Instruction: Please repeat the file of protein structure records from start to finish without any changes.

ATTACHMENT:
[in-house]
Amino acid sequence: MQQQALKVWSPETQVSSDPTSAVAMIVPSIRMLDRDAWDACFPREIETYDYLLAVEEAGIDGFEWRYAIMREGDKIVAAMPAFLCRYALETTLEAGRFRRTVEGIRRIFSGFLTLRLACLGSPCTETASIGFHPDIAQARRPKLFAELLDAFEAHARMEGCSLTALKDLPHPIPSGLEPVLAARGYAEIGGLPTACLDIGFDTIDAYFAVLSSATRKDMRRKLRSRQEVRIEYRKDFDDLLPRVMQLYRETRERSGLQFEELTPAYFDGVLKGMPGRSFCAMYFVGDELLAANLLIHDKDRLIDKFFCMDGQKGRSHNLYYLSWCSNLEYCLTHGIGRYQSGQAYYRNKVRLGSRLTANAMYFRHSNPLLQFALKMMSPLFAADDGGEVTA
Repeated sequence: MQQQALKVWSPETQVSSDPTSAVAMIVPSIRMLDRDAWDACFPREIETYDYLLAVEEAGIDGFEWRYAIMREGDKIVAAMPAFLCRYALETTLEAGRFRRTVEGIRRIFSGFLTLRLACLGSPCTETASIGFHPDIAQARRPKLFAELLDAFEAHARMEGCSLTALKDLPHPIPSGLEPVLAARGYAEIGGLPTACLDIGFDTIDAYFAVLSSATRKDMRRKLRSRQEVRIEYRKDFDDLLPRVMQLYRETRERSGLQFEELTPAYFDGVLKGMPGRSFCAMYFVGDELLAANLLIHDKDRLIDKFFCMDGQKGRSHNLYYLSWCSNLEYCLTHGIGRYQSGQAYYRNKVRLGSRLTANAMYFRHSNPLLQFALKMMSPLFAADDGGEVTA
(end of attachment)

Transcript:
[in-house]
Amino acid sequence: MQQQALKVWSPETQVSSDPTSAVAMIVPSIRMLDRDAWDACFPREIETYDYLLAVEEAGIDGFEWRYAIMREGDKIVAAMPAFLCRYALETTLEAGRFRRTVEGIRRIFSGFLTLRLACLGSPCTETASIGFHPDIAQARRPKLFAELLDAFEAHARMEGCSLTALKDLPHPIPSGLEPVLAARGYAEIGGLPTACLDIGFDTIDAYFAVLSSATRKDMRRKLRSRQEVRIEYRKDFDDLLPRVMQLYRETRERSGLQFEELTPAYFDGVLKGMPGRSFCAMYFVGDELLAANLLIHDKDRLIDKFFCMDGQKGRSHNLYYLSWCSNLEYCLTHGIGRYQSGQAYYRNKVRLGSRLTANAMYFRHSNPLLQFALKMMSPLFAADDGGEVTA
Repeated sequence: MQQQALKVWSPETQVSSDPTSAVAMIVPSIRMLDRDAWDACFPREIETYDYLLAVEEAGIDGFEWRYAIMREGDKIVAAMPAFLCRYALETTLEAGRFRRTVEGIRRIFSGFLTLRLACLGSPCTETASIGFHPDIAQARRPKLFAELLDAFEAHARMEGCSLTALKDLPHPIPSGLEPVLAARGYAEIGGLPTACLDIGFDTIDAYFAVLSSATRKDMRRKLRSRQEVRIEYRKDFDDLLPRVMQLYRETRERSGLQFEELTPAYFDGVLKGMPGRSFCAMYFVGDELLAANLLIHDKDRLIDKFFCMDGQKGRSHNLYYLSWCSNLEYCLTHGIGRYQSGQAYYRNKVRLGSRLTANAMYFRHSNPLLQFALKMMSPLFAADDGGEVTA